After you get your song, it’s time to place it in your editing software. Now how do you decide what video clips to put where? I usually like to use the approach of a good speaker. Orators tell you what they’re going to tell you, tell you, and then tell you what they told you. You can apply this same template to your first wedding edit. You want your video to start out with excitement and wonder by giving the audience a glimpse into what the video is all about. Maybe the wedding edit could start with a few shots of the reception, wedding and creative post-ceremony shots. If you have a three-minute song, the first 10 to 15 seconds is your chance to bring your audience in and let them know they don’t want to stop watching.

 

The rest of the video could be in order of the events, like wedding prep, ceremony, post-wedding shots and then reception. The ending needs to be that “wow” moment and recap of how amazing the day was. A common mistake of first-time editors is they use all the footage and have nothing good left for the memorable ending that inspires viewers to share and watch again. The actual video clips need to be short and unpredictable. Use a few one-second, three-second and half-second shots. Then, for the epic motion shots, you can get away with holding those for up to five seconds.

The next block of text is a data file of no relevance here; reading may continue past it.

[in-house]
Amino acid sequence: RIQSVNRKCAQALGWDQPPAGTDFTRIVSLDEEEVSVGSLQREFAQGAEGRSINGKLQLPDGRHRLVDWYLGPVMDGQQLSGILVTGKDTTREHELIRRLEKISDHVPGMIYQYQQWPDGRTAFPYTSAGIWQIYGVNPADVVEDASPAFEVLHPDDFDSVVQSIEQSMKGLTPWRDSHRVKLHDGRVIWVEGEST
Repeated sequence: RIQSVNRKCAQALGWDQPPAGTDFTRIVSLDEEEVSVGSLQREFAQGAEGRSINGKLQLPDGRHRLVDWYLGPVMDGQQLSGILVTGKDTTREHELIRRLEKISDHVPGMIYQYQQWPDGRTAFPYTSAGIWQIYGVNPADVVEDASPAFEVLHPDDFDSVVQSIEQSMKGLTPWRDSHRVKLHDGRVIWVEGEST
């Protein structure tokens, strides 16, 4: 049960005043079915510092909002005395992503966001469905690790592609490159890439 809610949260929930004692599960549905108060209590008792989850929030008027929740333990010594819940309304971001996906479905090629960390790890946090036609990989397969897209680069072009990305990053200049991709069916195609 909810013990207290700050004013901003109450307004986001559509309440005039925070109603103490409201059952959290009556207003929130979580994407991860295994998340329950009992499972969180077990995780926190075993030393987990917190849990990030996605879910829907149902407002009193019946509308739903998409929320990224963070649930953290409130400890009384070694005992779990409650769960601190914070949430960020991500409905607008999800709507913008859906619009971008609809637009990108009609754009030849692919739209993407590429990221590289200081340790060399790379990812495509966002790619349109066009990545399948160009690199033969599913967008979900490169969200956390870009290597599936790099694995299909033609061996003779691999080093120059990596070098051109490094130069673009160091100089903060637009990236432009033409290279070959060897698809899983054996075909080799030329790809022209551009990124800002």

You want to keep viewers on their toes so they can’t predict the flow of the edit. For most of our edits, the bulk of video clips are around one to three seconds. Keep the shots as short as possible in all your editing.

 

You know enough people to find something exciting to film, so just do it. You can more than double you business with this new revenue stream, but the biggest reward is seeing the reaction of your clients watching their video for the first time. It gets a different reaction than a photo. The music and video is a combination that causes tears and thunderous applause like you’ve never seen or heard before.

 

Giving video a try might just change your business and your life.

 

Want more information on this article? Get access to video content and additional supporting images. Launch the November issue of the magazine by logging in or signing up for a free account by clicking here. Shutter Magazine is the industry’s leading professional photography magazine.

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How to Sell, Shoot and Edit Your First Video Project with Joe Switzer

with behindtheshutter time to read: 9 min